Consider that Whole Foods relies on United Natural for 31% of the goods sold in its stores. Safeway relies on United Natural for only 0.6% of its goods. United Natural has very small relationships with Kroger and Publix. As more consumers go organic, I see these chains turning to United Natural to satisfy their customers' demands and increasing revenue for United Natural.
Second, United Natural could grow via acquisition. The company has only $175 million in debt and there are an estimated 200 smaller, regional players in the organic-food-distribution business. The Organic Trade Association forecasts organic sales to grow 9% annually. As the largest player in the organic-food- distribution space, there's plenty of room for United Natural Foods to grow.
The distributor all great chefs go to
The Chefs' Warehouse is considered the place all great chefs go to shop. It is a specialty food distributor that has been sourcing products for high-end chefs for the past 30 years. The company has locations in New York City, Washington, D.C., San Francisco, Los Angeles, Las Vegas, Miami, and Portland, Ore. The Chefs' Warehouse caters to fine restaurants, hotels, caterers, and gourmet stores around the country.
In the fist quarter of this year, net sales increased 42.2% to $139.4 million. EBITDA increased 39.8% to $8.3 million. The growth is the result of the company's most recent acquisitions. Same-store order patterns for its customers grew in the mid-single digits in the quarter. Even without the acquisitions, organic sales grew 5.7%.
Going forward, the company just issued a $100 million note to finance more acquisitions. Its focus on high-end restaurants gives it an edge over other food distributors. No other competitor is as focused on servicing high-end restaurants with the specialty foods they're looking for like The Chefs' Warehouse. According to the company, there are an estimated 2,000 specialty food distributors with $10 million to $70 million in revenue that the company can target for acquisition. What I like about this niche for The Chefs' Warehouse is that chefs want premium products and are willing to pay premium prices to get the best.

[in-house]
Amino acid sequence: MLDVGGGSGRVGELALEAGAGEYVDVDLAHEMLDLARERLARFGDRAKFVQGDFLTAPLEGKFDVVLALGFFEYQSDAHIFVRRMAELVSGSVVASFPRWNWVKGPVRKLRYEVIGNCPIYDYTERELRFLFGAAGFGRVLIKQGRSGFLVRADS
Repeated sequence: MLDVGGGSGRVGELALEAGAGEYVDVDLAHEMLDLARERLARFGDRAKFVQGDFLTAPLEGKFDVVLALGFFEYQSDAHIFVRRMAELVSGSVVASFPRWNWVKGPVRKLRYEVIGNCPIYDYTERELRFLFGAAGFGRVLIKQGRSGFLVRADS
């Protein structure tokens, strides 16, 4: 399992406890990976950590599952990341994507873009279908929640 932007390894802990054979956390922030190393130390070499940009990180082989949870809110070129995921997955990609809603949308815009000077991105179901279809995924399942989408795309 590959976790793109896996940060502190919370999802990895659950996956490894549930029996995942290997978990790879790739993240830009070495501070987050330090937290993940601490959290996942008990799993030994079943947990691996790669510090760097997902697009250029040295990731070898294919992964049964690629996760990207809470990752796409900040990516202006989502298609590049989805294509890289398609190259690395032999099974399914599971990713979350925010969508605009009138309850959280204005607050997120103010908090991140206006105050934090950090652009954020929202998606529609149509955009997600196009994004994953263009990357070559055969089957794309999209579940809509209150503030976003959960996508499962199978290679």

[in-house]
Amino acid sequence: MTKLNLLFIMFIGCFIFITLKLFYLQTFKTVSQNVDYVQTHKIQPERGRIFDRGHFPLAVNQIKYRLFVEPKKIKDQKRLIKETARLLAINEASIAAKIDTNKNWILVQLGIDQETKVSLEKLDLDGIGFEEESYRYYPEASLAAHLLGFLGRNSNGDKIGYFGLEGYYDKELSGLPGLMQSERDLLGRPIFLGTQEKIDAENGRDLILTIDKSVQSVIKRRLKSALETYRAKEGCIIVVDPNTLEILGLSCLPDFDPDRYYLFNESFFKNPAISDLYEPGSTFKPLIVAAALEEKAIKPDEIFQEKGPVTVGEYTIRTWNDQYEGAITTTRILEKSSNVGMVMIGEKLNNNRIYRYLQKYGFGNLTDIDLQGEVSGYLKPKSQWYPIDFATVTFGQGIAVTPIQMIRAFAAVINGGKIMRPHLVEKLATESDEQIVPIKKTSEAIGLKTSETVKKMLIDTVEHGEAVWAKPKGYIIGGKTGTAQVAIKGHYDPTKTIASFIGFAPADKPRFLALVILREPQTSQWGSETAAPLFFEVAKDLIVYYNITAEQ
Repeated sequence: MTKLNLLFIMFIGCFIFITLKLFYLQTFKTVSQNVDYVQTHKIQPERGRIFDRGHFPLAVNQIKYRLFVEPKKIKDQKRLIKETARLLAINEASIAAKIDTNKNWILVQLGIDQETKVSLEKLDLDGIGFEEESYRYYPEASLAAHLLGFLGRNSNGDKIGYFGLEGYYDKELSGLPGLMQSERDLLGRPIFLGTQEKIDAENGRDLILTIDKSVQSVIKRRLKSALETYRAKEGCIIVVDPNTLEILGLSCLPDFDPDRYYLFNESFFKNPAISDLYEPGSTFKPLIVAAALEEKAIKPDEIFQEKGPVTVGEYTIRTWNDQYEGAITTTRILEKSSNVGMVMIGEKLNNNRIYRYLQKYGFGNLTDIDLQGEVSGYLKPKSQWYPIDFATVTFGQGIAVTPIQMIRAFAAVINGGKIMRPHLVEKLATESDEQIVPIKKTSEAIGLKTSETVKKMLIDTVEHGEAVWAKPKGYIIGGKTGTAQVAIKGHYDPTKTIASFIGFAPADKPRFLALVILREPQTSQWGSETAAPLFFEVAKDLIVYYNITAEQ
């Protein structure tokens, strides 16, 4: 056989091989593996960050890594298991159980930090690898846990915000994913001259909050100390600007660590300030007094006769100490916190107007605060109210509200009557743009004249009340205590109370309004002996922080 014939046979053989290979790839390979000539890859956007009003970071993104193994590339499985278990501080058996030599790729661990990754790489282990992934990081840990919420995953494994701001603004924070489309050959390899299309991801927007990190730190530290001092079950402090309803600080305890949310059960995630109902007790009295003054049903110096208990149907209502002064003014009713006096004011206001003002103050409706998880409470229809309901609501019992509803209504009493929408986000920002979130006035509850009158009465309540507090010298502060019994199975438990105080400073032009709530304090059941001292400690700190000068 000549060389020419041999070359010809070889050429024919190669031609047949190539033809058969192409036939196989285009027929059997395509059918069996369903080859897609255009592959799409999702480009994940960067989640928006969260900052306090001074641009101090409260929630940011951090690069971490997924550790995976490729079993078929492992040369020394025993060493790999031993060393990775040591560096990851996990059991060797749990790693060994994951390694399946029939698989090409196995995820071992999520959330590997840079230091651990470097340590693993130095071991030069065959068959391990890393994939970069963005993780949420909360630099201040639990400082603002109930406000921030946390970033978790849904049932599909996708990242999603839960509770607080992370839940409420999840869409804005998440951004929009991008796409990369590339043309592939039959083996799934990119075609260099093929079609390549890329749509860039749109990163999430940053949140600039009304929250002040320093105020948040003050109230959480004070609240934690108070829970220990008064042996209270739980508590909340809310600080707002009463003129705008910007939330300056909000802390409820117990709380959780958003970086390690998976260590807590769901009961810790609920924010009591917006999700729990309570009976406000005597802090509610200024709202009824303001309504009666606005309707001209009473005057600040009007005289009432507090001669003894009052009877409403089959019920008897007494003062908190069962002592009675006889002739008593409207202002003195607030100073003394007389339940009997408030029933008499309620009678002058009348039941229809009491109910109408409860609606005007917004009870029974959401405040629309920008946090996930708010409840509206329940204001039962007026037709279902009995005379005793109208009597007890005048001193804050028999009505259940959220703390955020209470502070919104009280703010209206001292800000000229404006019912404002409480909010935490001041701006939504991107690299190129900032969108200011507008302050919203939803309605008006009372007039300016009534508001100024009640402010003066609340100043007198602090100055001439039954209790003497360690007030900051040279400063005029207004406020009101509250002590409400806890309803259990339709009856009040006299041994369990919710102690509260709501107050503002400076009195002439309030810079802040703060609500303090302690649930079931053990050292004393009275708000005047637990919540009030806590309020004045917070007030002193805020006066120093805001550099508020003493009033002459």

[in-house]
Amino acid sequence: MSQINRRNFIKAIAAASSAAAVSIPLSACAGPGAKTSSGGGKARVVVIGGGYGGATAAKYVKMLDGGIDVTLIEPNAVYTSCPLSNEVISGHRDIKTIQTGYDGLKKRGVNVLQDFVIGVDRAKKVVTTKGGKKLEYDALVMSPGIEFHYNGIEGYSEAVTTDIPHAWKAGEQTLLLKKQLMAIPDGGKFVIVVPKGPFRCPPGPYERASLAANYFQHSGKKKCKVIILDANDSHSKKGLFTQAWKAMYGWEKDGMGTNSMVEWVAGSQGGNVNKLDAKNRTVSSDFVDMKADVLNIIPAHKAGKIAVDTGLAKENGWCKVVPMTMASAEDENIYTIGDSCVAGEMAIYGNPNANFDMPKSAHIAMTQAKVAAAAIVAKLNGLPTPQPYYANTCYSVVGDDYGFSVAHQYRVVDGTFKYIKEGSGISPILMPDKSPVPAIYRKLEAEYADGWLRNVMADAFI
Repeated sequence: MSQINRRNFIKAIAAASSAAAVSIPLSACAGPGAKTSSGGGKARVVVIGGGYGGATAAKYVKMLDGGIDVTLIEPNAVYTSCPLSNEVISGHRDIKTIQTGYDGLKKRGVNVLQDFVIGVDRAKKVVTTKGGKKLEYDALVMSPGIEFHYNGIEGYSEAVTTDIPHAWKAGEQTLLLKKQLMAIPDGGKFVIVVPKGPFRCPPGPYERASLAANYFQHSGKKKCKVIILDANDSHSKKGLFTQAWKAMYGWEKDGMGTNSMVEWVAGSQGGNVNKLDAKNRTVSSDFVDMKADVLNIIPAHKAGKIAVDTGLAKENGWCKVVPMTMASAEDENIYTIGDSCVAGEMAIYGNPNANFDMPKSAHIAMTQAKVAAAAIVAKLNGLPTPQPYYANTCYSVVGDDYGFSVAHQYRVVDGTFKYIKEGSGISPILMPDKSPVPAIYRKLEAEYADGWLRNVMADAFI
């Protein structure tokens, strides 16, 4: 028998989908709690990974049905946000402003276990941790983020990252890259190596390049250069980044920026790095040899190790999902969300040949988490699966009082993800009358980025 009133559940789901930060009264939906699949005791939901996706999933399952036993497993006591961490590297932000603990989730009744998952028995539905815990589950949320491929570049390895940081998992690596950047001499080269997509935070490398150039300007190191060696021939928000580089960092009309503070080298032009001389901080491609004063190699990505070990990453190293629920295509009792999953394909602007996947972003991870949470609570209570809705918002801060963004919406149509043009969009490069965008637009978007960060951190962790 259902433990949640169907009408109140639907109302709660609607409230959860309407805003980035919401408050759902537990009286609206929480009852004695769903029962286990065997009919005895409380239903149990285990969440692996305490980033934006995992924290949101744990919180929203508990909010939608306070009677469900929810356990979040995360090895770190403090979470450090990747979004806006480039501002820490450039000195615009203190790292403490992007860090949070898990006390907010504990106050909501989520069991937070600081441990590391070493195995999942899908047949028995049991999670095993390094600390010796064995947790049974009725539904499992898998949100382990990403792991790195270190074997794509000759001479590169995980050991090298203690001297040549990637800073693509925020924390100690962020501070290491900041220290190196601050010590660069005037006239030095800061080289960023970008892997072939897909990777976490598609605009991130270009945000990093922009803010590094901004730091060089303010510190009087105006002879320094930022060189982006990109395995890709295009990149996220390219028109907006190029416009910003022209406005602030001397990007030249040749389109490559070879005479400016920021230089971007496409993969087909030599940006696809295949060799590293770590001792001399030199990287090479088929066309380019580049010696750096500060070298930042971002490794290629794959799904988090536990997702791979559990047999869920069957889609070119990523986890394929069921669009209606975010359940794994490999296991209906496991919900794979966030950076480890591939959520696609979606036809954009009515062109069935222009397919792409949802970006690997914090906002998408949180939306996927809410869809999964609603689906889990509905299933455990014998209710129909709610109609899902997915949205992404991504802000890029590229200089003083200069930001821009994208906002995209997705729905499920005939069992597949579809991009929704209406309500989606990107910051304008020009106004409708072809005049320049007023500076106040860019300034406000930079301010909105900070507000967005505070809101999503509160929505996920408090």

For the full year, the company expects revenue to be between $650 million and $690 million and EBITDA of $46 million to $51 million. Earnings are expected to be between $0.84 and $0.94 per share compared to $0.69 per share last year.
The food-distribution business is a great business to be in. My favorite two are The Chefs' Warehouse and United Natural Foods. They have the most room to grow. Conservative investors can buy Sysco and collect a 3.3% annual yield. Either way, the prospects for the industry look great and it's a great sector for investors to be in.
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Mark Yagalla has no position in any stocks mentioned. The Motley Fool recommends Sysco. The Motley Fool owns shares of The Chefs' Warehouse . Try any of our Foolish newsletter services free for 30 days. We Fools may not all hold the same opinions, but we all believe that considering a diverse range of insights makes us better investors. The Motley Fool has a disclosure policy. Is this post wrong? Click here. Think you can do better? Join us and write your own!